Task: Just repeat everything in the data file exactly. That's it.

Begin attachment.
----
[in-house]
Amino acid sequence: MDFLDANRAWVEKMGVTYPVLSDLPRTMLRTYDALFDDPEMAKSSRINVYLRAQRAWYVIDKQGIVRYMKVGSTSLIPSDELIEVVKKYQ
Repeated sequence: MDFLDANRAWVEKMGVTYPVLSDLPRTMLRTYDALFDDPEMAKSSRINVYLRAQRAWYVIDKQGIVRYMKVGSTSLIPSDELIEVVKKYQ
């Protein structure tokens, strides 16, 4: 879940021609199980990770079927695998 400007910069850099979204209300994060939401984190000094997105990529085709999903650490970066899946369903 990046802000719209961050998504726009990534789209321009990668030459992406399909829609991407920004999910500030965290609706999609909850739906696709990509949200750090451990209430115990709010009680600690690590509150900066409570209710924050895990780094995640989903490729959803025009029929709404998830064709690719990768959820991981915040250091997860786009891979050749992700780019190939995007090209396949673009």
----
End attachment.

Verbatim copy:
[in-house]
Amino acid sequence: MDFLDANRAWVEKMGVTYPVLSDLPRTMLRTYDALFDDPEMAKSSRINVYLRAQRAWYVIDKQGIVRYMKVGSTSLIPSDELIEVVKKYQ
Repeated sequence: MDFLDANRAWVEKMGVTYPVLSDLPRTMLRTYDALFDDPEMAKSSRINVYLRAQRAWYVIDKQGIVRYMKVGSTSLIPSDELIEVVKKYQ
């Protein structure tokens, strides 16, 4: 879940021609199980990770079927695998 400007910069850099979204209300994060939401984190000094997105990529085709999903650490970066899946369903 990046802000719209961050998504726009990534789209321009990668030459992406399909829609991407920004999910500030965290609706999609909850739906696709990509949200750090451990209430115990709010009680600690690590509150900066409570209710924050895990780094995640989903490729959803025009029929709404998830064709690719990768959820991981915040250091997860786009891979050749992700780019190939995007090209396949673009």